Frescobaldi for Gorgona
Reaching Gorgona is not easy because the island hosts a prison. In order to go to there, one must have special permission or be a ‘historic’ resident with family ties there. And while the small village there is practically abandoned, some former residents still visit during the summer to enjoy this uncontaminated paradise, even if there is in theory a ban on swimming.
For those fortunately enough to visit it is an unforgettable experience. I went thanks to the ‘Frescobaldi for Social Progress’ initiative which involves the Tuscan wine giant collaborating with the prison to produce wine from the island’s vineyards.
Gorgona is somewhat different from other prisons in that it is an ‘agricultural’ penitentiary where inmates, generally those who have almost completed their sentences, are involved in farming and livestock activities. The program is voluntary with inmates having to apply with the only requisite that they have some artisanal skills. The small group, less than 100, thus learns or improves skills to help them better reintegrate into society.
The driving force behind this initiative has been the director of prisons for Livorno and Gorgona, Santina Savoca, who sought out a partner to help with the production and sales of wine made from the vines of Vermentino and Ansonica that have existed in the island for decades. The partner had to have the ways and means and above all desire to work with the inmates. Frescobaldi was chosen and the first vintage the collaboration produced was 2012. The terms of the accord sees Frescobaldi lease the vineyards which are then worked by inmates who are hired on a rotation basis and work under the supervision of the estate’s agronomists and enologists. The chief enologist is Nicolò D’Afflitto who works with Federico Falossi, who is responsible for the project along with enologist Nicola Lazzeri. The vineyards total just over a hectare and while they only produce 4,000 bottles a year, the wines have been tasted around the world, from New York to Hong Kong, from Germany to Poland as well as, naturally, a select number of locations in Italy.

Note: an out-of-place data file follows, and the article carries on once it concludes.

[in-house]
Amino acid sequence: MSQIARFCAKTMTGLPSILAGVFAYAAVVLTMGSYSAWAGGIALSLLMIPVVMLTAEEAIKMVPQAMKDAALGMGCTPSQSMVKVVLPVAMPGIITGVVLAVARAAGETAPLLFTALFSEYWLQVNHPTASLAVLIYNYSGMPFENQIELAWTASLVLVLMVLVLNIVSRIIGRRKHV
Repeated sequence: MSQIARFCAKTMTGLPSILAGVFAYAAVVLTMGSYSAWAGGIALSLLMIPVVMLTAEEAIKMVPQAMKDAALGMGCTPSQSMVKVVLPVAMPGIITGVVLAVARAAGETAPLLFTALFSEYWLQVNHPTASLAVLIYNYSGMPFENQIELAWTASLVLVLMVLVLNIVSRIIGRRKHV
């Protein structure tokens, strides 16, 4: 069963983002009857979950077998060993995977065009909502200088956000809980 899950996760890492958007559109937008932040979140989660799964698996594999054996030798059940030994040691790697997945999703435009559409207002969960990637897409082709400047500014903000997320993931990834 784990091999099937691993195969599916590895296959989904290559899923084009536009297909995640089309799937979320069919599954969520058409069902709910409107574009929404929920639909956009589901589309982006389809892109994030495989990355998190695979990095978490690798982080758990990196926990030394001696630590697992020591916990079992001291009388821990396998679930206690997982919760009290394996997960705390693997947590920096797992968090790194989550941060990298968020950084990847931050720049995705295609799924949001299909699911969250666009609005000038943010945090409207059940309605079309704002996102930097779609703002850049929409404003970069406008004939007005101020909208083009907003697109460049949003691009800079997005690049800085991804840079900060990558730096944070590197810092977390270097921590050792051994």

The labels of these wines tell the whole story of the project and when you open a bottle, which is secured by sealing wax, you can almost hear the sound of the sea, see the light that brings out the colors of the vineyard, smell the aromas of the Mediterranean brush that covers the island and sense the salt that permeates the air. While some may think this is just another well-made Tuscan white, the glass holds much more. There is the passion of those who seek to make their peace with society, the determination of a prisons director who want to offer them a second chance, the foresight of an entrepreneur who knows the benefits of such collaboration both from a human as well as social point view and, why not, even an economic one.
|Product||Producer||Date of publication||Author||Read|
|Marchesi de Frescobaldi||09/01/16||Stefania Vinciguerra||
A blend of Vermentino and Ansonica that ages seven months in stainless steel and barriques. It has a golden-yellow color and assorted aromas with notes of anise and gorse, medicinal herbs and a touch...